Editor’s note. To expand on the above, credit card companies aren’t losing money by offering rewards, even when you consider just the freeloaders. Offering rewards encourages customers to spend more, and with every swipe of the card, the financial industry profits from interchange fees. The bottom line is that the money spent on marketing expenses, including sign-up bonuses and rewards expenses, are more than worthwhile. I can’t imagine a typical consumer is worried about how the credit card companies are able to generate profits when paying out $100 to $300 per rewards customer per year; this is a tiny expense for an industry with oversized profits.

Photo: Flickr

Updated May 10, 2013 and originally published March 25, 2013. If you enjoyed this article, subscribe to the RSS feed or receive daily emails. Follow @ConsumerismComm on Twitter and visit our Facebook page for more updates.

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About the author

Lance is the author of the blog Money Life and More. Growing up with an entrepreneurial spirit, Lance recently graduated from college with a degree in business accounting, and with his CPA certification, works in corporate accounting. Follow him on Twitter. View all articles by .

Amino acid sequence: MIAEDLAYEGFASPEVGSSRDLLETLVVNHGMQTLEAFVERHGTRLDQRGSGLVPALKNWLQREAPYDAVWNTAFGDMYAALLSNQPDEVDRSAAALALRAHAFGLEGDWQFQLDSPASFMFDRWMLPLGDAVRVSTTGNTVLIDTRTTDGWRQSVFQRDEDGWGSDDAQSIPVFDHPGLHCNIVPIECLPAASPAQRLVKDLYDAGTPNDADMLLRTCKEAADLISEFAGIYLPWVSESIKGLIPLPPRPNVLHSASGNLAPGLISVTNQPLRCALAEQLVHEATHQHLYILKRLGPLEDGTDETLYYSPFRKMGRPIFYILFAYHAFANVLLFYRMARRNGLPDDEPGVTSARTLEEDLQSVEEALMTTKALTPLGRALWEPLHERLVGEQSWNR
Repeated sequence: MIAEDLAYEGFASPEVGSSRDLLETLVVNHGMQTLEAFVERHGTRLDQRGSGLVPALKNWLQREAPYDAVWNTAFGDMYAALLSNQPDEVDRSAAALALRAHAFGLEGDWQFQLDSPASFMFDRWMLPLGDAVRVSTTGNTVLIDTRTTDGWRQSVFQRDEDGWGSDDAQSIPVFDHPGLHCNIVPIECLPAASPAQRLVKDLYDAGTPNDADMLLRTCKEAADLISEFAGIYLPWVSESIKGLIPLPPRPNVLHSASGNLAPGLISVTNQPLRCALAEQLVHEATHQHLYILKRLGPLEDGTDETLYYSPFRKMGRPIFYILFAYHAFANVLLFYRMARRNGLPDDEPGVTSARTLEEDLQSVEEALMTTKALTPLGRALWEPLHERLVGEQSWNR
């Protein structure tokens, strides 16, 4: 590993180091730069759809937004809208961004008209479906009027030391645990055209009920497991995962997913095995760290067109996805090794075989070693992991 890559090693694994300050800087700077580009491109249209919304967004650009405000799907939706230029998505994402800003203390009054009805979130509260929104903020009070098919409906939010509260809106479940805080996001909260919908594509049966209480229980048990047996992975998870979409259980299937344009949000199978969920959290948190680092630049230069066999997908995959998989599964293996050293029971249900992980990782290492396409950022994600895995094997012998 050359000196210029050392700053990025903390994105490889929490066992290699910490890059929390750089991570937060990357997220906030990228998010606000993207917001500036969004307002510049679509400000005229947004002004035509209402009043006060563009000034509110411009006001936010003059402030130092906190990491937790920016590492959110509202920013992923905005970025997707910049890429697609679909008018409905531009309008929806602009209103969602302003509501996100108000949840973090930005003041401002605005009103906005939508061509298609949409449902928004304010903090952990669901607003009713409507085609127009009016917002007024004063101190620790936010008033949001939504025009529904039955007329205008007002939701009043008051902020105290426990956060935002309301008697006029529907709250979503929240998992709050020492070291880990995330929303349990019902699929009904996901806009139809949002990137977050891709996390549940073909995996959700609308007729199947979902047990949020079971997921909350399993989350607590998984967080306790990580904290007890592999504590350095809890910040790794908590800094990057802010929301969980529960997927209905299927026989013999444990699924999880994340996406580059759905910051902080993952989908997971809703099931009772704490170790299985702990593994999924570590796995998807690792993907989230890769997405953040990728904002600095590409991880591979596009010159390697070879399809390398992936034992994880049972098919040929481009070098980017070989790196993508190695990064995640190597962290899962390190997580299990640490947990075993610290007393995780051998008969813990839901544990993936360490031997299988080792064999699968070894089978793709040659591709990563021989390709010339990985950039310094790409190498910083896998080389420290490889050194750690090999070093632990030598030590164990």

{ 12 comments… read them below or add one }

avatar Damain

I’m surprised credit card companies still allow/off such incentive programs to freeloaders like you and I. After all, I’m sure they can very easily figure out if you’re somebody they can make money from or not (based on credit score) and simply only offer such rewards to “qualifying” individuals which, of course, wouldn’t be a freeloader.

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avatar Lance ♦165 (Cent)

While we may be freeloaders today we might run into hard times tomorrow and need to carry a balance. I think that is what the credit card companies bet on.

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avatar Ceecee ♦796 (Dime)